3. Calendar Year. This begins on January 1 and ends on December 31. Thanks to Bob Meyer's input on this issue, I am now convinced that the CHART shows the serial number of the FIRST tractor that rolled down the assembly line on January 2nd.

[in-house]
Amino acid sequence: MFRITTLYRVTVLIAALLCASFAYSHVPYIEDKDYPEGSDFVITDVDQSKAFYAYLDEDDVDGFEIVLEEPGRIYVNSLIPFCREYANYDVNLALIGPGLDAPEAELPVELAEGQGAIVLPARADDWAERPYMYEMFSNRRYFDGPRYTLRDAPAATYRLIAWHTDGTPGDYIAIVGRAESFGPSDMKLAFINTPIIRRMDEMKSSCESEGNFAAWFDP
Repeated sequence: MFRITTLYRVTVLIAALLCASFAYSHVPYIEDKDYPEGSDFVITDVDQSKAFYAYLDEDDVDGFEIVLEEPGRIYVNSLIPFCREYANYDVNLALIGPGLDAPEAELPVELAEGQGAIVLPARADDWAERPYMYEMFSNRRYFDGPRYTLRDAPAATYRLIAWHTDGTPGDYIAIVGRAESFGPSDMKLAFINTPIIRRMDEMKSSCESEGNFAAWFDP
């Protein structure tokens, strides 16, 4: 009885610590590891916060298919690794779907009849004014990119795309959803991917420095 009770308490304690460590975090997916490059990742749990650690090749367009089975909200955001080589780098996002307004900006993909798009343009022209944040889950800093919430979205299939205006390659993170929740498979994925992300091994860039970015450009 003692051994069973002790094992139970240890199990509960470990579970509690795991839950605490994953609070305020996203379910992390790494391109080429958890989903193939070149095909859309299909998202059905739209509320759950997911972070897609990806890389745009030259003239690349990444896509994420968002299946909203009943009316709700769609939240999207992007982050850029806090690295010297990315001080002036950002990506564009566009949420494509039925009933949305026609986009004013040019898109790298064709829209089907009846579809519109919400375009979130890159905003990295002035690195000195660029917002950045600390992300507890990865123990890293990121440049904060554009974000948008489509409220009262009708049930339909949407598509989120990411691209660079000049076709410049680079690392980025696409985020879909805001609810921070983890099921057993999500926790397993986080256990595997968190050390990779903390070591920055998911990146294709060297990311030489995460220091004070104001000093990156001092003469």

Factually speaking, huge numbers of 1984 Black Frame models were actually constructed and shipped to the distributers around the country, in the months leading up to 1984. As such, the serial number for those tractors imply that Black Frame models were made for 2 years, not one. On one hand, this is technically correct but in truth, it is wrong. The entire auto industry is a prime example. They dealers are told to stop taking orders for a 1985 Ford F-150 as of May of 1985 so that the plant has adequate time to build those trucks prior to shutting the assembly line down in mid-June. At that point, the assembly line is modified to build the 1986 Ford F-150's. New tooling, new jigs, new power tools as well as hand tools are all put in place so that when the workers are called back after summer vacation, the plant can begin building the next model year's vehicles. Case and Ingersoll were no different except for one thing. Their record-keeping system was crap and they left behind a legacy of confusion that was totally unnecessary. However, at the time of building these tractors, they were not thinking about what was going to happen with them 30 or 50 years later. The system apparently worked for them and now ...... we have to live with it.